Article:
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Europe

German Press Review: The UN in Iraq

Thursday’s German papers continued to focus on this week's deadly attack on the UN headquarters in Baghdad and the bus bombing in Jerusalem, which broke the cease-fire declared two months ago by Palestinian militants.

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The UN building in Iraq was totally destroyed.

Munich’s Süddeutsche Zeitung said the only way change the disastrous situation in Iraq is for the United States to start sharing responsibility with the Iraqis. The Bush administration chose the wrong road into war, and now it’s on the wrong road out, it commented. America has to learn that its domineering behavior only exacerbates discontent, and increases the danger of terrorist attacks. According to the paper, the U.S. must bring in other countries, and hand over more responsibility both to Iraqis themselves and to the United Nations.

In Hamburg, the Financial Times Deutschland suggested that a good solution would be for Iraq’s neighbors to be put in charge of the police and the military. For many Iraqis, Arab faces beneath the helmets would be easier to accept than European ones, it wrote. Iraqis are only going to shake off the feeling of being occupied when the people in charge of law and order in the country are people who speak their language.

The eastern German Leipziger Volkszeitung criticised the resolution passed by the Security Council last week, in which the United States agreed to a give the UN a greater role in reconstruction, but rejected a stronger political and military presence. This can surely no longer be tenable, the paper wrote. It commented that Tuesday’s attack was particularly painful in that it was directed against those who had gone to Baghdad to help make Iraqis’ everyday life more bearable. In this sense, the paper commented, the Iraqi people are also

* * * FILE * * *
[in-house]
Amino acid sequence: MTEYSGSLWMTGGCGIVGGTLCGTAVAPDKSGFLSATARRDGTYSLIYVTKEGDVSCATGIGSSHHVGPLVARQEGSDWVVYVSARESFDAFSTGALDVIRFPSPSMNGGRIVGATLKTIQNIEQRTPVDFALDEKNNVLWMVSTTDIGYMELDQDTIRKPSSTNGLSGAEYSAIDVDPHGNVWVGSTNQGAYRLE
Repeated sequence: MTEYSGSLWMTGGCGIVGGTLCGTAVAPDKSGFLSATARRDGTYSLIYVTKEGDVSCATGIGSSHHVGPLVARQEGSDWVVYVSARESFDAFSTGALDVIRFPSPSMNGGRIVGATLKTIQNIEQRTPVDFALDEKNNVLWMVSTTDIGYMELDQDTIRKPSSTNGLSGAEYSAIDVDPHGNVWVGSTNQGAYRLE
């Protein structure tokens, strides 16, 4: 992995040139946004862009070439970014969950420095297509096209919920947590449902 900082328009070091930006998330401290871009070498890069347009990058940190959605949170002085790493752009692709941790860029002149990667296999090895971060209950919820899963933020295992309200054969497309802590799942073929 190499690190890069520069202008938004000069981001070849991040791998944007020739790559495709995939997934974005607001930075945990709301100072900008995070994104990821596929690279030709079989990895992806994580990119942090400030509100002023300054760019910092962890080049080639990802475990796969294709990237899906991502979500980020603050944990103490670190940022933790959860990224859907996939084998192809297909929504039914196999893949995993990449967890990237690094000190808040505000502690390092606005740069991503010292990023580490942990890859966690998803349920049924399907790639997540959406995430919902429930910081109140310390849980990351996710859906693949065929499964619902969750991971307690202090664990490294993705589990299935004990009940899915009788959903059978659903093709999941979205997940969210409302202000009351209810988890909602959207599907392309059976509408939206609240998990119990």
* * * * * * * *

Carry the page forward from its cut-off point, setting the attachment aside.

victims.

Some German papers commented on the announcement by Palestinian Prime Minister Mahmoud Abbas that he was breaking off contact with Palestinian militant groups following Tuesday’s bus bombing in Jerusalem. Finally - hopefully not too late - the Palestinian leadership is starting to drain the swamp of anti-Israeli terrorism, wrote the General-Anzeiger in Bonn. But the paper suggested that, if he acts against the terror groups, Mahmoud Abbas risks an outbreak of civil war. And it commented that Palestinian President Yasser Arafat is hoping he can win back more influence if Abbas should fail.

The Berliner Zeitung, meanwhile, had plenty of questions. How can the Israeli prime minister negotiate with his Palestinian counterpart when a terrorist blows up a bus in the center of Jerusalem, it asked. And how can Mahmoud Abbas ask his military police to shoot the militants? This would mean either civil war or chaos in Palestine. The paper commented that it’s going to take considerable diplomatic skill to save the roadmap, and with it the last faint hopes for peace in the Middle East.